Salma Ahmed, a 23-year-old Minneapolis resident who identifies as a Black woman, said she is met with resistance when she tries to talk to her parents about systemic racism. Her parents, who left East Africa because of the Somali civil war, argued that they came to the US with nothing and were able to build a life just fine.
Older Somalis learned about African Americans the same way white people did, through negative stereotypes in the media or word of mouth, Salma said. She believes that's why people like her parents have tried so hard to distinguish themselves from African Americans.
"Yet my dad has had these experiences of being pulled over and treated like absolute garbage, like he's subhuman, because of the color of his skin, so I know he understands what I'm saying," Salma told BuzzFeed News. "There's a little bit of this idea that we're different, and better in a way and that we didn't have to struggle the way African Americans have."
Salma reminds her parents that even though they aren’t descendants of slaves and can never claim the African American experience, they have benefited from many rights they fought for in the US. Salma also tells her parents that the police will not see her as a Somali American, they will just see the color of her skin.
"I've had a lot of conversations with my 15-year-old little brother about how to make it out of a police interaction alive, how he needs to keep his hands in plain sight and audibly tell them what he is doing next," Salma said. "Sometimes even if you do that it doesn't matter, but I feel like that's the best thing I can do for him right now."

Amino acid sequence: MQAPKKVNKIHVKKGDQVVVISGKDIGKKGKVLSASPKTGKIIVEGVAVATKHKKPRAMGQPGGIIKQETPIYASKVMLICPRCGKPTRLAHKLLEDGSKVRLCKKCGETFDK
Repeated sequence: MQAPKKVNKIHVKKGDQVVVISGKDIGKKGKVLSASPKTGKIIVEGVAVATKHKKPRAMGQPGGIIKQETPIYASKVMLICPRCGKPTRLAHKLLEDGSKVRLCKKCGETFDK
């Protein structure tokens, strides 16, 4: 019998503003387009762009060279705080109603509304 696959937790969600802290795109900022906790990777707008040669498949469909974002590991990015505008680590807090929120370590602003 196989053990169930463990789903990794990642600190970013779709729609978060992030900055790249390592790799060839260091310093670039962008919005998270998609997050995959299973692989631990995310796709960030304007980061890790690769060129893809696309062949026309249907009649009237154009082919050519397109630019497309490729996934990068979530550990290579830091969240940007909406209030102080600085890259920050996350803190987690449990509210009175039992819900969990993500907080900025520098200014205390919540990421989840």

The crowd at a Muslims for George Floyd rally at the intersection where he was killed. Abdimalik Ahmed / Handout
Abdullahi Farah, executive director of Abubakar As-Saddique Islamic Center in Minneapolis, said he identifies as Black and that other Somali parents do as well. He believes the difference between how the younger generation identifies versus their elders comes from the experience of having grown up in the US.
"They have experienced a struggle that we haven't experienced back in Somalia, we never had anyone discriminate against us because of our skin," Farah said. "Our kids who were born here right away picked up the struggle of African Americans, who were here before us."
Their children experienced discrimination in schools and by police when they were out with their friends, Farah said. The police and the systems in the US don't care whether you're African American, Somali, or from West Africa, as long as you’re Black you face discrimination and young people are more quick to see that versus their parents, he added.
Still, it's not a foreign concept to older Somalis, Farah said — they face discrimination for being Black, as well being immigrants or Muslim. The latter type of discrimination are what Somali parents and grandparents will more readily admit to.
"It is time the younger generation takes the lead because with the older generation it is very hard for them to even admit there's a problem," Farah said. "The younger generation is the reason you're seeing more Somalis participate in protests, they're the ones pulling their parents in to join and having these conversations at home. They're also the reason we have hope."